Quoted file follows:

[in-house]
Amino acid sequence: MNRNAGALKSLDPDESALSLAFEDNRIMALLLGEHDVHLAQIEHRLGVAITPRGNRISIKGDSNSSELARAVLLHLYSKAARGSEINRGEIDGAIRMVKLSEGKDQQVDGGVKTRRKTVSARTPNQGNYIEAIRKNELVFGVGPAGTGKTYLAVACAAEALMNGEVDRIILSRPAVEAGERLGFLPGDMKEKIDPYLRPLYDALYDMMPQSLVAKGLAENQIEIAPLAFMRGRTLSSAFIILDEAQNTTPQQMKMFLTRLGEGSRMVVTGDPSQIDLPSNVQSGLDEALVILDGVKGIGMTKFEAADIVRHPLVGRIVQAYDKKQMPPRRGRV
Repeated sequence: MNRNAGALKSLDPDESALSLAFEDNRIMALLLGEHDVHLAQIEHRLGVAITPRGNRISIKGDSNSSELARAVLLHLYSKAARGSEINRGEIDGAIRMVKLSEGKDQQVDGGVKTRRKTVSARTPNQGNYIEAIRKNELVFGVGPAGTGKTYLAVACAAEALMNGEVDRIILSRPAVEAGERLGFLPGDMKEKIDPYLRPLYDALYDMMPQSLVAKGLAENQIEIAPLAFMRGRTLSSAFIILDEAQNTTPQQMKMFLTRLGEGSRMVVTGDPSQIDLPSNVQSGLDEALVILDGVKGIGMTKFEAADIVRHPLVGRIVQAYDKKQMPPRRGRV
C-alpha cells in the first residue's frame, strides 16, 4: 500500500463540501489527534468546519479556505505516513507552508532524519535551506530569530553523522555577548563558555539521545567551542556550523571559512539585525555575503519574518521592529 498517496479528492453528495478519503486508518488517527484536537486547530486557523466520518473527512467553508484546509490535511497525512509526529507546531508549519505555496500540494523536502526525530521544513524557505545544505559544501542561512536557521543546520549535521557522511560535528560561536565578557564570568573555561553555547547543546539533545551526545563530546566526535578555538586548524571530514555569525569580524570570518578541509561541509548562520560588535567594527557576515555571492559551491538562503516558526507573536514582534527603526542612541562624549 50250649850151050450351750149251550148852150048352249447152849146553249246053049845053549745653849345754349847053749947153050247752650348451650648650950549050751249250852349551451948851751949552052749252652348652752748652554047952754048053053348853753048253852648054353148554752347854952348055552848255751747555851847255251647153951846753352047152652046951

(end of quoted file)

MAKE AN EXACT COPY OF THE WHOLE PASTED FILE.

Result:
[in-house]
Amino acid sequence: MNRNAGALKSLDPDESALSLAFEDNRIMALLLGEHDVHLAQIEHRLGVAITPRGNRISIKGDSNSSELARAVLLHLYSKAARGSEINRGEIDGAIRMVKLSEGKDQQVDGGVKTRRKTVSARTPNQGNYIEAIRKNELVFGVGPAGTGKTYLAVACAAEALMNGEVDRIILSRPAVEAGERLGFLPGDMKEKIDPYLRPLYDALYDMMPQSLVAKGLAENQIEIAPLAFMRGRTLSSAFIILDEAQNTTPQQMKMFLTRLGEGSRMVVTGDPSQIDLPSNVQSGLDEALVILDGVKGIGMTKFEAADIVRHPLVGRIVQAYDKKQMPPRRGRV
Repeated sequence: MNRNAGALKSLDPDESALSLAFEDNRIMALLLGEHDVHLAQIEHRLGVAITPRGNRISIKGDSNSSELARAVLLHLYSKAARGSEINRGEIDGAIRMVKLSEGKDQQVDGGVKTRRKTVSARTPNQGNYIEAIRKNELVFGVGPAGTGKTYLAVACAAEALMNGEVDRIILSRPAVEAGERLGFLPGDMKEKIDPYLRPLYDALYDMMPQSLVAKGLAENQIEIAPLAFMRGRTLSSAFIILDEAQNTTPQQMKMFLTRLGEGSRMVVTGDPSQIDLPSNVQSGLDEALVILDGVKGIGMTKFEAADIVRHPLVGRIVQAYDKKQMPPRRGRV
C-alpha cells in the first residue's frame, strides 16, 4: 500500500463540501489527534468546519479556505505516513507552508532524519535551506530569530553523522555577548563558555539521545567551542556550523571559512539585525555575503519574518521592529 498517496479528492453528495478519503486508518488517527484536537486547530486557523466520518473527512467553508484546509490535511497525512509526529507546531508549519505555496500540494523536502526525530521544513524557505545544505559544501542561512536557521543546520549535521557522511560535528560561536565578557564570568573555561553555547547543546539533545551526545563530546566526535578555538586548524571530514555569525569580524570570518578541509561541509548562520560588535567594527557576515555571492559551491538562503516558526507573536514582534527603526542612541562624549 50250649850151050450351750149251550148852150048352249447152849146553249246053049845053549745653849345754349847053749947153050247752650348451650648650950549050751249250852349551451948851751949552052749252652348652752748652554047952754048053053348853753048253852648054353148554752347854952348055552848255751747555851847255251647153951846753352047152652046951